One of the things that I always had problems with in cutting the mortises is that I usually ended up with a small dimple at the beginning of the cut at the point of the initial plunge. You can see an example of this in the left, bottom corner of the top mortise. No matter how carefully I plunged I always seemed to have this same result. When I was in Asheville recently I pointed this out to Brian and asked him if I was doing something wrong. He explained that router bits are designed to cut while moving within a piece of wood. They are not designed for boring holes as a drill bit is. So the small dimple you see is a result of the router bit not be able to accurately bore the initial hole on the first plunge. I thought about this for a while and decided to try a very shallow initial plunge, say 1/16″ or less, then move the router to the right completing an entire pass at this 1/16″ depth. This is followed by subsequent plunges and cuts of 1/4″ each until I reach the full depth of 3/4″. The bottom mortise was done this way and you can see that the mortise is nice and straight with no dimple on the left, bottom corner. I’m not sure why this works, but I’m very glad to have figured out a work-around.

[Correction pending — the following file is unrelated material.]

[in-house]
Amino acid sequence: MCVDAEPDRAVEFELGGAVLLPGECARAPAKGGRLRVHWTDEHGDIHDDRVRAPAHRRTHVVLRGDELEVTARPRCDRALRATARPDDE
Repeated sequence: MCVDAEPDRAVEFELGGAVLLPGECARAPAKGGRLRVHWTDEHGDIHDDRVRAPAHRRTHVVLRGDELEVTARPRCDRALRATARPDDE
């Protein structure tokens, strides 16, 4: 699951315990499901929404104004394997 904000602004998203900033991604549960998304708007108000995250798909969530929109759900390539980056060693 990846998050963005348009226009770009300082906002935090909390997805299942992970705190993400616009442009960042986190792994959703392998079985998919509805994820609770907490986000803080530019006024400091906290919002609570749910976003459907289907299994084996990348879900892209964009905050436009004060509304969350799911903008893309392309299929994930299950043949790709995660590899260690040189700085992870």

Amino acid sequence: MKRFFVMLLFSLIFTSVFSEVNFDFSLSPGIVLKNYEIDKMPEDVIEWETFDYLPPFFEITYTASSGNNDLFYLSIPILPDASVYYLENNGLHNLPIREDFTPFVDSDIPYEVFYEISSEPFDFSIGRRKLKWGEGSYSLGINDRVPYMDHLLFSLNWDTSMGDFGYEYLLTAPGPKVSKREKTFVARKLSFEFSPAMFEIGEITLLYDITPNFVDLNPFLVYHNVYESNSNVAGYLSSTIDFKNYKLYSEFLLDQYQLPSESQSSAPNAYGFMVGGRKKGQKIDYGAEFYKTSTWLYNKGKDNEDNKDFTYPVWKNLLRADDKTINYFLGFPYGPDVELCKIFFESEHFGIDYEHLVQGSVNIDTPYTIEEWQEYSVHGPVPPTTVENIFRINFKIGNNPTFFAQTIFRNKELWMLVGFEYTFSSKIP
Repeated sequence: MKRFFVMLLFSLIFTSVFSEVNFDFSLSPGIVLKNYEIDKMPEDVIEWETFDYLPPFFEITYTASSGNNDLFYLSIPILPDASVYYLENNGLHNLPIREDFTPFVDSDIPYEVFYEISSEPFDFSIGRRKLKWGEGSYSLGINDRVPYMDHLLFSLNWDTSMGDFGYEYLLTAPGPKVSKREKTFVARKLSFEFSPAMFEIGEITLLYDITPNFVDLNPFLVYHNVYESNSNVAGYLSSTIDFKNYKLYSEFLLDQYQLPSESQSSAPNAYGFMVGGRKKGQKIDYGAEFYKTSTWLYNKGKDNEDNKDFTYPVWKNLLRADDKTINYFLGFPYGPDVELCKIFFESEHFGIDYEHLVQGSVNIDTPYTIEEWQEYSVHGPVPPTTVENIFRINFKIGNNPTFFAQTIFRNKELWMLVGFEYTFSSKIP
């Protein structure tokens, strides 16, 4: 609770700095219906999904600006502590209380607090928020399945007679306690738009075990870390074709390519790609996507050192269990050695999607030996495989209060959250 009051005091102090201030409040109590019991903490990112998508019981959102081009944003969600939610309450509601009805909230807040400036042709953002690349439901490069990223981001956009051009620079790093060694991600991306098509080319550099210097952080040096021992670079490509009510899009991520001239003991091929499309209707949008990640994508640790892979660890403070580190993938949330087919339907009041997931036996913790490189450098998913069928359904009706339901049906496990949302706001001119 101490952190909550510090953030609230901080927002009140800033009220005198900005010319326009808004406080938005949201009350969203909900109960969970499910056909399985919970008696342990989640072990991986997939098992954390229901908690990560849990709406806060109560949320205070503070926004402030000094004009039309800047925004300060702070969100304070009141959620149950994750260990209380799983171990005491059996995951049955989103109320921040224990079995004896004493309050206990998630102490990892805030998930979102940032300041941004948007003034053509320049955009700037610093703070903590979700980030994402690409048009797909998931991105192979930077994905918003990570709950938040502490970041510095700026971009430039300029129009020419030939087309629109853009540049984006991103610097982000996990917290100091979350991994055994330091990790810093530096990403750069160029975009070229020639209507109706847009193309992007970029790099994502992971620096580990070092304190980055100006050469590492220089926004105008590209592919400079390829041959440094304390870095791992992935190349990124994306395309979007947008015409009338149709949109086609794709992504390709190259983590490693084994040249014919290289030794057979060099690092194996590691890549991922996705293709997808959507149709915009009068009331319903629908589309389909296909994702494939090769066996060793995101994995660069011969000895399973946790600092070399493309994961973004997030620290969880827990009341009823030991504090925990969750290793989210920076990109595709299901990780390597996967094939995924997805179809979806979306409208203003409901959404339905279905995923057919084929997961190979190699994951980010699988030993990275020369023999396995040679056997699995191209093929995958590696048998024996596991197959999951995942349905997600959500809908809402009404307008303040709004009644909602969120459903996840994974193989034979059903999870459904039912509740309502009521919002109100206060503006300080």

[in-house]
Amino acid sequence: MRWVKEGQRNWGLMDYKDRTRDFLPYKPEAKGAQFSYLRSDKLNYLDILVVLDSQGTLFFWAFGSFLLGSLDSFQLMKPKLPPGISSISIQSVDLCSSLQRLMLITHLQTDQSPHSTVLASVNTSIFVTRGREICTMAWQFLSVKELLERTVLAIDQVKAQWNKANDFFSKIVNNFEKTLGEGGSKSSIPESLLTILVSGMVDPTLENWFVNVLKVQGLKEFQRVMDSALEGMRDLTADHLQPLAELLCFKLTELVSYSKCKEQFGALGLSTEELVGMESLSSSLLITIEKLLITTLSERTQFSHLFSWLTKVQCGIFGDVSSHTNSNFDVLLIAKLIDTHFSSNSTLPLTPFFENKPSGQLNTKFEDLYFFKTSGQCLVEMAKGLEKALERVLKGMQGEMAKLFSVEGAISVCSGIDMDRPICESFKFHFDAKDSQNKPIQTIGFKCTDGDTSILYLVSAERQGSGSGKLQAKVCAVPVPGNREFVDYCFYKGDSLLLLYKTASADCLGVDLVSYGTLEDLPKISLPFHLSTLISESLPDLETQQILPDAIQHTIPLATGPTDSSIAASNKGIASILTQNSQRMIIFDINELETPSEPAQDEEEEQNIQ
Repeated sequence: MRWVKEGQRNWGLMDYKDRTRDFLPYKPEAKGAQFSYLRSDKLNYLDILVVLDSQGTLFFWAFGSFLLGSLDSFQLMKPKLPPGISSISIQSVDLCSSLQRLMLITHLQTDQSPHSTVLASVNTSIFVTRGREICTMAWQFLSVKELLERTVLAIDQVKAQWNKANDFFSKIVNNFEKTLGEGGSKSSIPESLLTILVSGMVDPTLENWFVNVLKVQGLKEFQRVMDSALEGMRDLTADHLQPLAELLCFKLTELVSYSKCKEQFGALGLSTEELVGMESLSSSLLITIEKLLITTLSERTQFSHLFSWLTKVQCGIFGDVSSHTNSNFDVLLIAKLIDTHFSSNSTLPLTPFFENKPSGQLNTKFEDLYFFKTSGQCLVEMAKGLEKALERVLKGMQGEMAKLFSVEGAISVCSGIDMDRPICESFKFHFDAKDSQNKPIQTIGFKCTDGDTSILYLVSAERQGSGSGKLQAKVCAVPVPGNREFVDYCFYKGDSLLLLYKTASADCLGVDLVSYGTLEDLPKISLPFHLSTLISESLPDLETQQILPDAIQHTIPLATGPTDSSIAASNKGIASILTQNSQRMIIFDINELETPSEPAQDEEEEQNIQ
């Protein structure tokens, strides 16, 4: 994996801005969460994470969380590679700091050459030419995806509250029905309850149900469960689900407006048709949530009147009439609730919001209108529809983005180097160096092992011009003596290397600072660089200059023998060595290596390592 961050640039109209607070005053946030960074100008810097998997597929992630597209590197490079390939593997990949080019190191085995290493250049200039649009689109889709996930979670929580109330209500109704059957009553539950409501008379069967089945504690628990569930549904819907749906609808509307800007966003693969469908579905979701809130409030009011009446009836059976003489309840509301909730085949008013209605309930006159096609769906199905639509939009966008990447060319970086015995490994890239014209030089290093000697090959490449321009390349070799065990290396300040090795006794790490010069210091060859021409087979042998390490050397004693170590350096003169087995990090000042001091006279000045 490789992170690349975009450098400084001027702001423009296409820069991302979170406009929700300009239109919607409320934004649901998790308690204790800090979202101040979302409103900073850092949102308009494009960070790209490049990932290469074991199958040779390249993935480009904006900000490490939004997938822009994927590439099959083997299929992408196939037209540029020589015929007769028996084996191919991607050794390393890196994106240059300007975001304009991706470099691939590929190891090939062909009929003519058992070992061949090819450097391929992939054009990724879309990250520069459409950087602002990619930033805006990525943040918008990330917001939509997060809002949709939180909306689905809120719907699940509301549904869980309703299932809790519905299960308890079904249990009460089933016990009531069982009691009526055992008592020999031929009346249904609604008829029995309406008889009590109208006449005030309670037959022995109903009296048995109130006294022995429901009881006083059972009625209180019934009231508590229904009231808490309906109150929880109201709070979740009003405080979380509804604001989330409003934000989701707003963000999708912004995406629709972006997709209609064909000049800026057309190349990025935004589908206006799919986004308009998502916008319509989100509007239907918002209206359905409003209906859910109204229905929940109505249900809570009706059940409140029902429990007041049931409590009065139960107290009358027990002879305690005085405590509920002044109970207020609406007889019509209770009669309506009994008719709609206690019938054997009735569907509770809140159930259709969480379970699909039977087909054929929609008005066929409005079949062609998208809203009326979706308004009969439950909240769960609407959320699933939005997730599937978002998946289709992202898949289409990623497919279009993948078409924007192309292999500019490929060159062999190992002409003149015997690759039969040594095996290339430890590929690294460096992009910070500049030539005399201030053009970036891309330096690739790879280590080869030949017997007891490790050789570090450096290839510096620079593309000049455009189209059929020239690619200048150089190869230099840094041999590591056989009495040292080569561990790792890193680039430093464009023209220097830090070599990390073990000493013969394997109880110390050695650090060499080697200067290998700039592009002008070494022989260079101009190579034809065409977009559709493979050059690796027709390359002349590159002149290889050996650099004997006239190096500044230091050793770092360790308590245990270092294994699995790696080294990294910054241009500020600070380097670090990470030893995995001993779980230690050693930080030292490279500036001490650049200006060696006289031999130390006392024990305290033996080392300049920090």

Now that the slat mortises are complete the next step is to fit the slats to the mortises. I’ll begin describing that process in the next post.

Jeff Lefkowitz